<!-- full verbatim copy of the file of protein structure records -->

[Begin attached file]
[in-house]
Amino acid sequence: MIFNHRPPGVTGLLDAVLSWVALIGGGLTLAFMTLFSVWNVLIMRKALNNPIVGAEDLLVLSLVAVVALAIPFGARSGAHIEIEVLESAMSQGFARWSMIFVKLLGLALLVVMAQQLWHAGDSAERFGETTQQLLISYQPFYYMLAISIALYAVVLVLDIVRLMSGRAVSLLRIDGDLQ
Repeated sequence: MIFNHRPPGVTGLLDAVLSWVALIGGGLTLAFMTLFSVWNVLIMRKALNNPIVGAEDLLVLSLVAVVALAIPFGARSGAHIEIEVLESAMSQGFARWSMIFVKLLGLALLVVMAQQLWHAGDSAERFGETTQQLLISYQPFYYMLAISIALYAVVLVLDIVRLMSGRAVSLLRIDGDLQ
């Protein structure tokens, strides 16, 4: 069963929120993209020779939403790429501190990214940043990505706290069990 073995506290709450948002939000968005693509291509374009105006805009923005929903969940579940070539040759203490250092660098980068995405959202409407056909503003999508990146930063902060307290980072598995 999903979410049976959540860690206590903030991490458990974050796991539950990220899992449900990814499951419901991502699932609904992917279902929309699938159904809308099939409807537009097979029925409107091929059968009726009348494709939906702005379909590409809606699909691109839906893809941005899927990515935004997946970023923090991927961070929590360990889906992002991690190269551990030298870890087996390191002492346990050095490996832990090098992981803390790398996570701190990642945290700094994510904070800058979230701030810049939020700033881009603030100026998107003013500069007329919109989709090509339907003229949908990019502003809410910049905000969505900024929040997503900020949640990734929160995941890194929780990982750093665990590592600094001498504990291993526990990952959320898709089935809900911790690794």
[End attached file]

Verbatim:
[in-house]
Amino acid sequence: MIFNHRPPGVTGLLDAVLSWVALIGGGLTLAFMTLFSVWNVLIMRKALNNPIVGAEDLLVLSLVAVVALAIPFGARSGAHIEIEVLESAMSQGFARWSMIFVKLLGLALLVVMAQQLWHAGDSAERFGETTQQLLISYQPFYYMLAISIALYAVVLVLDIVRLMSGRAVSLLRIDGDLQ
Repeated sequence: MIFNHRPPGVTGLLDAVLSWVALIGGGLTLAFMTLFSVWNVLIMRKALNNPIVGAEDLLVLSLVAVVALAIPFGARSGAHIEIEVLESAMSQGFARWSMIFVKLLGLALLVVMAQQLWHAGDSAERFGETTQQLLISYQPFYYMLAISIALYAVVLVLDIVRLMSGRAVSLLRIDGDLQ
């Protein structure tokens, strides 16, 4: 069963929120993209020779939403790429501190990214940043990505706290069990 073995506290709450948002939000968005693509291509374009105006805009923005929903969940579940070539040759203490250092660098980068995405959202409407056909503003999508990146930063902060307290980072598995 999903979410049976959540860690206590903030991490458990974050796991539950990220899992449900990814499951419901991502699932609904992917279902929309699938159904809308099939409807537009097979029925409107091929059968009726009348494709939906702005379909590409809606699909691109839906893809941005899927990515935004997946970023923090991927961070929590360990889906992002991690190269551990030298870890087996390191002492346990050095490996832990090098992981803390790398996570701190990642945290700094994510904070800058979230701030810049939020700033881009603030100026998107003013500069007329919109989709090509339907003229949908990019502003809410910049905000969505900024929040997503900020949640990734929160995941890194929780990982750093665990590592600094001498504990291993526990990952959320898709089935809900911790690794």